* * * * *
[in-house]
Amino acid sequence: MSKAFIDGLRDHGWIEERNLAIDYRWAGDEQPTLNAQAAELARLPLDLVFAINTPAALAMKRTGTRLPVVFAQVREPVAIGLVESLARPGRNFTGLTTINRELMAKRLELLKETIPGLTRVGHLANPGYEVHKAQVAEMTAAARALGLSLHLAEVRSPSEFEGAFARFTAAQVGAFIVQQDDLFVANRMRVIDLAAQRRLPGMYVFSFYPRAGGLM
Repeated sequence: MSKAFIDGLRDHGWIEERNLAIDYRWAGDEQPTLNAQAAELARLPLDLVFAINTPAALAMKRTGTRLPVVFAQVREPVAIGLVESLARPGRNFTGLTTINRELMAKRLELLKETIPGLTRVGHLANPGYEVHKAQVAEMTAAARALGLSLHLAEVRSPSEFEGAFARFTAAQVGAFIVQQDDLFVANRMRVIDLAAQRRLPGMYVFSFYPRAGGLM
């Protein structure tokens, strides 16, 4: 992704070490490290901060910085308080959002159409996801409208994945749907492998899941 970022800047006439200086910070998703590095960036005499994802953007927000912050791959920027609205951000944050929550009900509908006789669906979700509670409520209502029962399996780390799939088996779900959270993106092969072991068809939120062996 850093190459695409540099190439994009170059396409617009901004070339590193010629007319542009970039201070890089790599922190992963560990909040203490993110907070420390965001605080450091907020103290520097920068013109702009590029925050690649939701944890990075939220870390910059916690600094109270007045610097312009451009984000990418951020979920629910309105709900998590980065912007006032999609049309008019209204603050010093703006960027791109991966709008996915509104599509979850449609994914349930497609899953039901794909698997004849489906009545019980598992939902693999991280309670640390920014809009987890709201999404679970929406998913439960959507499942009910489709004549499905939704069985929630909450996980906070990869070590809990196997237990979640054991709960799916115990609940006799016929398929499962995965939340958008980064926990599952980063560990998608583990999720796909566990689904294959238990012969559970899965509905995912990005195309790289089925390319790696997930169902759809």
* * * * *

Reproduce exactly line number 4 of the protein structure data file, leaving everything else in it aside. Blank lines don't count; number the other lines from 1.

């Protein structure tokens, strides 16, 4: 992704070490490290901060910085308080959002159409996801409208994945749907492998899941 970022800047006439200086910070998703590095960036005499994802953007927000912050791959920027609205951000944050929550009900509908006789669906979700509670409520209502029962399996780390799939088996779900959270993106092969072991068809939120062996 850093190459695409540099190439994009170059396409617009901004070339590193010629007319542009970039201070890089790599922190992963560990909040203490993110907070420390965001605080450091907020103290520097920068013109702009590029925050690649939701944890990075939220870390910059916690600094109270007045610097312009451009984000990418951020979920629910309105709900998590980065912007006032999609049309008019209204603050010093703006960027791109991966709008996915509104599509979850449609994914349930497609899953039901794909698997004849489906009545019980598992939902693999991280309670640390920014809009987890709201999404679970929406998913439960959507499942009910489709004549499905939704069985929630909450996980906070990869070590809990196997237990979640054991709960799916115990609940006799016929398929499962995965939340958008980064926990599952980063560990998608583990999720796909566990689904294959238990012969559970899965509905995912990005195309790289089925390319790696997930169902759809």